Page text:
The American owner of Boots has offered to retain a stake of up to 30% in the pharmacy chain to smooth the path towards a £7bn sale, amid concerns war in Ukraine will hamper buyers’ ability to raise debt financing. (The Times £)

Camelot, the UK’s National Lottery operator, is launching a legal challenge over the decision to award the competition’s next licence to the Czech gambling group Allwyn, accusing the regulator of getting the outcome “badly wrong” (The Financial Times £). Camelot claimed that the Gambling Commission had got the selection of a new National Lottery operator “badly wrong” as it confirmed that it had issued a court challenge to its defeat by a Czech billionaire (The Times £). Camelot’s boss said he was “shocked” by the decision and claimed the watchdog had “got this decision badly wrong” (Sky News).

The Czech billionaire who won the battle to take over the National Lottery is in line for a $750m (£572m) jackpot when he lists his company in New York in a $9.3 billion deal (The Times £).

Marks & Spencer is expected to confirm next month that its joint food delivery venture with Ocado is meeting performance targets, triggering a payment of almost £200m to Ocado. (The Daily Mail)

A row has erupted between BrewDog and a human resources consultancy that offered to improve relations between the beer brand and its staff (The Times £). City grandee Allan Leighton has weighed into a row over the ‘toxic’ culture at Scottish beer company BrewDog after he launched an extraordinary tirade against a Berlin-based human resources consultancy Hand & Heart that had offered to help mediate with disgruntled staff (The Daily Mail).

The biggest cooking oil bottler for UK shops has said it only has a few weeks’ supply of sunflower oil left. Ukraine and Russia produce most of the world’s sunflower oil and the war is disrupting exports, said Edible Oils (The BBC). The taste of your favourite crisps, oven chips, and cereal bars is set to change soon, as manufacturers are reworking recipes amid a sunflower oil shortage caused by the war in Ukraine (Sky News).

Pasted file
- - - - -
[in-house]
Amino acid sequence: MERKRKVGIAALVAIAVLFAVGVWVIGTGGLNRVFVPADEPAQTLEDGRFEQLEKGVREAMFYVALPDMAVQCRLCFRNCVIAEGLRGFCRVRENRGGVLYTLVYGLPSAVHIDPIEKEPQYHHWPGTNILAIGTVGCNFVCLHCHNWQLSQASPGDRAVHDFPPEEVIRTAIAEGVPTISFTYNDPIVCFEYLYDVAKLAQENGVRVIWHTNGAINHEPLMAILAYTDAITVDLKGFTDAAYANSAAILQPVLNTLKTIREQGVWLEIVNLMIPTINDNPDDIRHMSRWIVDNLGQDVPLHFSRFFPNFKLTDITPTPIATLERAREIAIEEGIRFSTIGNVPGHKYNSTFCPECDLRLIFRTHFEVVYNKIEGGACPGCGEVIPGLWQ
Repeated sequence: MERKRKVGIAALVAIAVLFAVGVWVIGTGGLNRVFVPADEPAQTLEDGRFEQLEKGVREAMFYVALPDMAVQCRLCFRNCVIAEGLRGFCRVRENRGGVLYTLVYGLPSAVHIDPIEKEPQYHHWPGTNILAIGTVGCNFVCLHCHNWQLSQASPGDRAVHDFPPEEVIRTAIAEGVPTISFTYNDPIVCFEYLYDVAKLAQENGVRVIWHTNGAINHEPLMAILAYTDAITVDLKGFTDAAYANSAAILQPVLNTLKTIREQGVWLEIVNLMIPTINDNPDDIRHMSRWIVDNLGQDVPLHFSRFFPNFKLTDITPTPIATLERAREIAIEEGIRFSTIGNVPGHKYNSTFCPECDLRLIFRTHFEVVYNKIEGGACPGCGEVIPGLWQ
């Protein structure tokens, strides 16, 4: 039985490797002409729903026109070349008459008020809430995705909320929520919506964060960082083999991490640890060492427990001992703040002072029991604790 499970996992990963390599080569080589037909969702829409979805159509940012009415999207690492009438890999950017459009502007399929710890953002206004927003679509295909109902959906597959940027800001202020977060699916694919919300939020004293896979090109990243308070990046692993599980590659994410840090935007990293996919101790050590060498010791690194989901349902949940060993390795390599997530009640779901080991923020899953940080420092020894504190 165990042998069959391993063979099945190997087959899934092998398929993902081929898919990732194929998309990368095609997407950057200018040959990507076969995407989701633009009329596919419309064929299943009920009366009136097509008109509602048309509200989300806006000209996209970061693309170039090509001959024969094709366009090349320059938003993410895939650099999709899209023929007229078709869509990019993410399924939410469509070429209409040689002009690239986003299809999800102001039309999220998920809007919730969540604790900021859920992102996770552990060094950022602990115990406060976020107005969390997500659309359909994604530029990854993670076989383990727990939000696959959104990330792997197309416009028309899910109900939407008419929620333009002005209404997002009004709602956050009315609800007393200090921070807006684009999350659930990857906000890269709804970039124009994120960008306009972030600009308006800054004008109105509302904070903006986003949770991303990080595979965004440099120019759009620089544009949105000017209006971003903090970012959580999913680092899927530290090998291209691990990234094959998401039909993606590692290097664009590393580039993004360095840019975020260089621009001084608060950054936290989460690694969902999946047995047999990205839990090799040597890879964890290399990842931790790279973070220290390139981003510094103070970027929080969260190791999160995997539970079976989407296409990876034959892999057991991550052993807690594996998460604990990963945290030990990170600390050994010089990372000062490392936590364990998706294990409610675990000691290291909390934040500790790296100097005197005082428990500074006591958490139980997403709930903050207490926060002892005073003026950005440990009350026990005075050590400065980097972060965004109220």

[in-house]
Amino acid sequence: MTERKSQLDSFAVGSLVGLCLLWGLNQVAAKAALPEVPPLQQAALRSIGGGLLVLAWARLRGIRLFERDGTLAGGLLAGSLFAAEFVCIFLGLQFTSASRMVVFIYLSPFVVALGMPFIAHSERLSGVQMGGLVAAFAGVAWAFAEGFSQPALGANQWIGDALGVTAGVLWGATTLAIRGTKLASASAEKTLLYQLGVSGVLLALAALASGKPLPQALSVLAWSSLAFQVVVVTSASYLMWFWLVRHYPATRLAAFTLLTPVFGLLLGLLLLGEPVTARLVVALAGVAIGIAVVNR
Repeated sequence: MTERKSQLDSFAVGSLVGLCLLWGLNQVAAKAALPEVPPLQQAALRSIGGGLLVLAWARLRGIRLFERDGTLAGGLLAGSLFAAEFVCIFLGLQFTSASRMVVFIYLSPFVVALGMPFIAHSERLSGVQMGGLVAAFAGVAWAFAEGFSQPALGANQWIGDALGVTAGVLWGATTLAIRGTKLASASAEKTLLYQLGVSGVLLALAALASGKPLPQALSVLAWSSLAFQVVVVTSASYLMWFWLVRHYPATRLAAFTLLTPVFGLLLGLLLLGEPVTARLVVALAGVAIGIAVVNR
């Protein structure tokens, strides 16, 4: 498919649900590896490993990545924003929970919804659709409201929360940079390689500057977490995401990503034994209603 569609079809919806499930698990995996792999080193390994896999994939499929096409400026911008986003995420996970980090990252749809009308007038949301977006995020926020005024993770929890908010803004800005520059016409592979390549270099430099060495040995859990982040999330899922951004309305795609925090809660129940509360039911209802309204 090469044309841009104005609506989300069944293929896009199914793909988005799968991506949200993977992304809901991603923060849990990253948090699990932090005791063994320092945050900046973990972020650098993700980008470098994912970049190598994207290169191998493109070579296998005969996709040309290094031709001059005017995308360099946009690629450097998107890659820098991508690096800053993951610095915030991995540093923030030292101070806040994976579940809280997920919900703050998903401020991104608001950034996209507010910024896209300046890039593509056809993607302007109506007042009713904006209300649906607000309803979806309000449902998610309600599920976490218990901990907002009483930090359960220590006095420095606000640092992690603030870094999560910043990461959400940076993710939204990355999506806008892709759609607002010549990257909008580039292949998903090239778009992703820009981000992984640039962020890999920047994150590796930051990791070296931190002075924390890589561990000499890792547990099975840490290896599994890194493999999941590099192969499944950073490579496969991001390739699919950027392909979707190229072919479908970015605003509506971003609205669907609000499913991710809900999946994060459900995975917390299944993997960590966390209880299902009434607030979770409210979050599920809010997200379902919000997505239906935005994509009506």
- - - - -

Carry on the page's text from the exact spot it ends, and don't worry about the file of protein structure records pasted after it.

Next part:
Cadbury faces child labour claims on its cocoa farms as probe allegedly shows some workers harvesting crops are as young as 10. Footage has emerged showing youngsters with machetes cutting down cocoa pods on farms in Ghana that supply Mondelez International. (The Daily Mail)

Dairy farmers have held crisis talks in Brussels over soaring costs and supply chain disruption, as the industry warns the price of a pint will jump by 50%. (The Telegraph)

The mood among consumers about their finances has fallen to its lowest level since the first Covid-19 lockdown, according to a new survey. (The Times £)

Ripflation will stoke the wrath of hard-pressed consumers, writes Oliver Shah in The Times. “Buoyant share prices will unlock big executive bonuses. Any perception that bosses are raking in paydays funded by above-inflation price hikes would be socially toxic when families face rising council tax, energy bills and national insurance payments.” (The Times £)

“This has been the most challenging period in living memory for food businesses,” says Noble Foods chairman Chris Bull. Consumer goods firms face a ‘relentless combination of pressures’ – all they can do is keep going. (The Telegraph)

Compass Group’s investors were unnerved by the read-across from the results of the catering and food services group Sodexo. In its half-year results, Sodexo, the world’s second-largest food catering services group behind Compass, warned that the road to recovery after the pandemic would not be so smooth. (The Times £)

Tesco has put up signs in its produce aisles advising customers that a small amount of dust had settled on its Spanish crops. Spain, which is a major produce supplier to the UK, bore the brunt of the storm, with iceberg and little gem lettuce, celery and peppers among the affected crops. (The Guardian)

Cucumbers may be cool but growing them takes warmth. That is increasingly problematic in chilly northern Europe. The soaring cost of natural gas has tipped its greenhouse growers into crisis. Shoppers should be braced for shortages and higher prices. (The Financial Times £)

WH Smith providing home delivery should be an April Fool, writes Matthew Lynn in The Telegraph. “Home delivery is the biggest bubble out there at the moment. True, there is a market for pizza and curry. But right now companies are scraping the bottom of the barrel for stuff that can be put on a bike.” (The Telegraph)